Elbow, Any Day Now (2001)

elbow-asleep-in-the-back

Artist: Elbow
Title: Any Day Now
Description: EP track, The Any Day Now EP; album track, Asleep In The Back
Label: Ugly Man; V2
Release date: 2001
First heard: 2001

Guy, Craig, Mark, Pete, Jupp: the five of them had been a band since 1990 when four of them were 16, one of them 14, and Elbow by name since 1997. By 2001, when their debut album was released, they’d already recorded another one, for Island, which had been canned when the band were dropped, although half a dozen of its songs were re-recorded for Asleep In The Back. This long-player was, then, a long time coming. Perhaps that’s why it’s so solid, so thought-through, so cohesive, and why the band sound like they’ve been playing together for ten years.

They had me at the opening track. In fact, they had me at Craig’s opening church chord on the opening track. Once drummer Richard Jupp and bassist Pete Turner unite for that unsettling riff of spellbinding rimshot and seismic grumble, I’m Elbow’s for the taking, and Guy hasn’t even started cooing like a choirboy yet. Any Day Now is among my favourite Track 1, Side 1’s of all time. It set out a stall that I wanted to browse, and for all of Elbow’s achievements artistic, commercial and headlining in the glory years since, it’s the supplier I return to when in need of a restock.

“What’s got into me?” he asks. “Can’t believe myself. Must be someone else. Must be somewhere else.”

Garvey is a man at sea. He hangs suspended. Cold limbo. He’s a man alive but a man alone. And yet … from this slough of despond, the plaintive innocence of his soprano fills the sky with hope. The hope of “getting out of this place.” Any day now, in fact. The phrase “How’s about” may have taken on uninvited echoes of Savile, but we couldn’t be in safer hands. Isolated our protagonist may be, but he’s soon enveloped in sympathetic voices as what we used to call a “round” starts to make the room revolve, until the mantra becomes his safehouse:

Any day now, how’s about getting out of this place, anyways, got a lot of spare time, some of my youth and all of my senses on overdrive, any day now, how’s about getting out of this place, anyways, got a lot of spare time, some of my youth and all of my senses on overdrive …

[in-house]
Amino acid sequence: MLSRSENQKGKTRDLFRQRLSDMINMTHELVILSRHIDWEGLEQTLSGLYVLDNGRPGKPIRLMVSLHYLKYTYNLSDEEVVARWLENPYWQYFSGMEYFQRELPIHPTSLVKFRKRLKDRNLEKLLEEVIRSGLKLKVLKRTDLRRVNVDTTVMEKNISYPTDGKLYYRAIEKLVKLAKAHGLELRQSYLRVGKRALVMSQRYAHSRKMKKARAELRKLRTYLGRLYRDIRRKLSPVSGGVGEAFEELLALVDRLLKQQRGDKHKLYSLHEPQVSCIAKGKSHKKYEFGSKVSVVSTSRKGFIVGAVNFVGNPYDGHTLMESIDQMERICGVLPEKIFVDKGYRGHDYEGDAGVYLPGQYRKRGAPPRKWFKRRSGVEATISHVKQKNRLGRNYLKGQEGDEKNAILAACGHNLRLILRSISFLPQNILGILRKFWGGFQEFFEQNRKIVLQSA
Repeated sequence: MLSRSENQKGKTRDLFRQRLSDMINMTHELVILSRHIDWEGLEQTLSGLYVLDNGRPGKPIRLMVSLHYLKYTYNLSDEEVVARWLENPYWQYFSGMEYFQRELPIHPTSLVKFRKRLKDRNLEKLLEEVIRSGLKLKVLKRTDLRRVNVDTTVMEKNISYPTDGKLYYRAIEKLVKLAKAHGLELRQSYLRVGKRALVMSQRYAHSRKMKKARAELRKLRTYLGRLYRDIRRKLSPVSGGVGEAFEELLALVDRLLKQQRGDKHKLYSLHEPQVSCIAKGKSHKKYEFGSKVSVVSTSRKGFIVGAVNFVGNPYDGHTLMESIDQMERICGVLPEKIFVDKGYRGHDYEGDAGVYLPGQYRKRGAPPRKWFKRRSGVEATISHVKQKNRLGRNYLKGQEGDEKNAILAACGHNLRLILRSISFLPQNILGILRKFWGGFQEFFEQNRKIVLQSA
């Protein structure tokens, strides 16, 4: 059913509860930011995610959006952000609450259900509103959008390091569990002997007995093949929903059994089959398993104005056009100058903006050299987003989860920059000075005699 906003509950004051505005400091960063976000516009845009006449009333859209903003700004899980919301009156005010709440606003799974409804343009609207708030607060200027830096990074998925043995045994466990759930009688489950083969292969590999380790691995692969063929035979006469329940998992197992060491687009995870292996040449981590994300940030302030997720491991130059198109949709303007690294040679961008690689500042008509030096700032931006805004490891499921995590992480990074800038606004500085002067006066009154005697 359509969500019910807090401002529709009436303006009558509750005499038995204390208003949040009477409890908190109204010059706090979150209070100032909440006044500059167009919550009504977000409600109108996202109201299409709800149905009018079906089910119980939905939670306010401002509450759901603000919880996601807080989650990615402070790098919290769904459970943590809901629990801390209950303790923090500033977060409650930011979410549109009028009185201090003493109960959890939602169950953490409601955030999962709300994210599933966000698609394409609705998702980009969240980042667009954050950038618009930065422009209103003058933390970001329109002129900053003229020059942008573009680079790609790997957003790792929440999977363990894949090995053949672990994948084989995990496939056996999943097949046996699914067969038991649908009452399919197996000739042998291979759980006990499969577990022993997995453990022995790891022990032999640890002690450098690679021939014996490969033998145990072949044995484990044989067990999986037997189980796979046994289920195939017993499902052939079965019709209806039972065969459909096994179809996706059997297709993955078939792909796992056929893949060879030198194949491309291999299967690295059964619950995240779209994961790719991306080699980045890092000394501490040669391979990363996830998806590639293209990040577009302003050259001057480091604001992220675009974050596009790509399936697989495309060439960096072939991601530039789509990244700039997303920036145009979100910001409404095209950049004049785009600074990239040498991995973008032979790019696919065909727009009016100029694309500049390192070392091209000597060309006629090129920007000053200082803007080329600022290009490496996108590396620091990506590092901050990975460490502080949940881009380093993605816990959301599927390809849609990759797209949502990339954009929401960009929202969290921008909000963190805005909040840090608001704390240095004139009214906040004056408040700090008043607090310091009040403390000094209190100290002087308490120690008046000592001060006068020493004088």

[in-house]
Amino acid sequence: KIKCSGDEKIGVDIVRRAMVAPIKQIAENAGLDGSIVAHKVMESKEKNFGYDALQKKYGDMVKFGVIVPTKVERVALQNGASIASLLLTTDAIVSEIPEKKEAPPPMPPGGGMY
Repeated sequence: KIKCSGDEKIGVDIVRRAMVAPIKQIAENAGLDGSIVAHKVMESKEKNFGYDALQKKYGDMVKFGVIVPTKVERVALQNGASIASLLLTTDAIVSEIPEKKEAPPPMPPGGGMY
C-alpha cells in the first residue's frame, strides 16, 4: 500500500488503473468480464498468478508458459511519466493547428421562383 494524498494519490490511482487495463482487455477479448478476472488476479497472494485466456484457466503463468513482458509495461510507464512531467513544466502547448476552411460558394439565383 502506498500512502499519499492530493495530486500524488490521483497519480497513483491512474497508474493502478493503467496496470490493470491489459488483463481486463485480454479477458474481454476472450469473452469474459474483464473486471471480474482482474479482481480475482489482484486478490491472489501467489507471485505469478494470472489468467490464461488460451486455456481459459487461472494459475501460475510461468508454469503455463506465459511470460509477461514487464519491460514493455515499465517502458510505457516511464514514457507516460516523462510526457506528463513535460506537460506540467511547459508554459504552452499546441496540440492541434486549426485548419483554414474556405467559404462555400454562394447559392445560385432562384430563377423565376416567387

First tracks of first albums often sounds like something a band have been building up to and rehearsing for all of their lives, but rarely do they sound as boldly understated, as casually assured and as sparingly worded as Any Day Now, and rarely are they six minutes in length. (That’s more a last track, isn’t it?) If it is a manifesto at all, it is equally a stab in the dark. And dark it was at the beginning of this benighted century, when the world was in turmoil and British music was hanging on for dear life. Elbow, who’d planned to emerge in the previous millennium but were thwarted from doing so, sound ready to save the world, or at least anyone who had a heart.

When I interviewed Elbow for Word in 2008, post-Mercury, Jupp had this to tell me about the band’s inability to assess their own work: “We can’t be objective about it. This is the only thing we’ve done in our adult lives. We cannot analyse it. You can’t step back from it.”

I can, and while Asleep In The Back is – with the benefit of hindsight – markedly more Gothic than its successors and pre-anthemic, it was not willfully difficult or awkward (except perhaps Bitten By The Tailfly, their taproom Tom Waits wonk-out). It’s distinctly lovely, in fact. Spooky, dusky, melancholy and regally slow for the most part (got a lot of spare time), with Garvey’s voice sealed in the amber of echo; as much piano- as guitar-led, and swathed in Northern English ennui, it it unafraid of tipping the five-minute mark. And it begins with Any Day Now.

Any day now, how’s about getting out of this place, anyways, got a lot of spare time, some of my youth and all of my senses on overdrive, any day now, how’s about getting out of this place, anyways, got a lot of spare time, some of my youth and all of my senses on overdrive …

He was wrong when he called for one day like this a year to see him right. One day is not enough. With Elbow’s back catalogue, you get a whole calender. Starting with a church chord.

 

Advertisements

XTC, Making Plans For Nigel (1979)

XTCMakingPlansForNigel

Artist: XTC
Title: Making Plans For Nigel
Description: single; album track, Drums and Wires
Label: Virgin
Release date: 1979
First heard: 1979

Not yet proficient, I was nonetheless convinced around the turn of the decade that drums were my instrument. The components of rhythm caught my ear in the music I listened to and seeing a drummer hunched over a kit caught my eye. Although the desire to mime playing the guitar is instinctive to all of us, learning notes and chords never really had any pull for me. Whereas hitting things …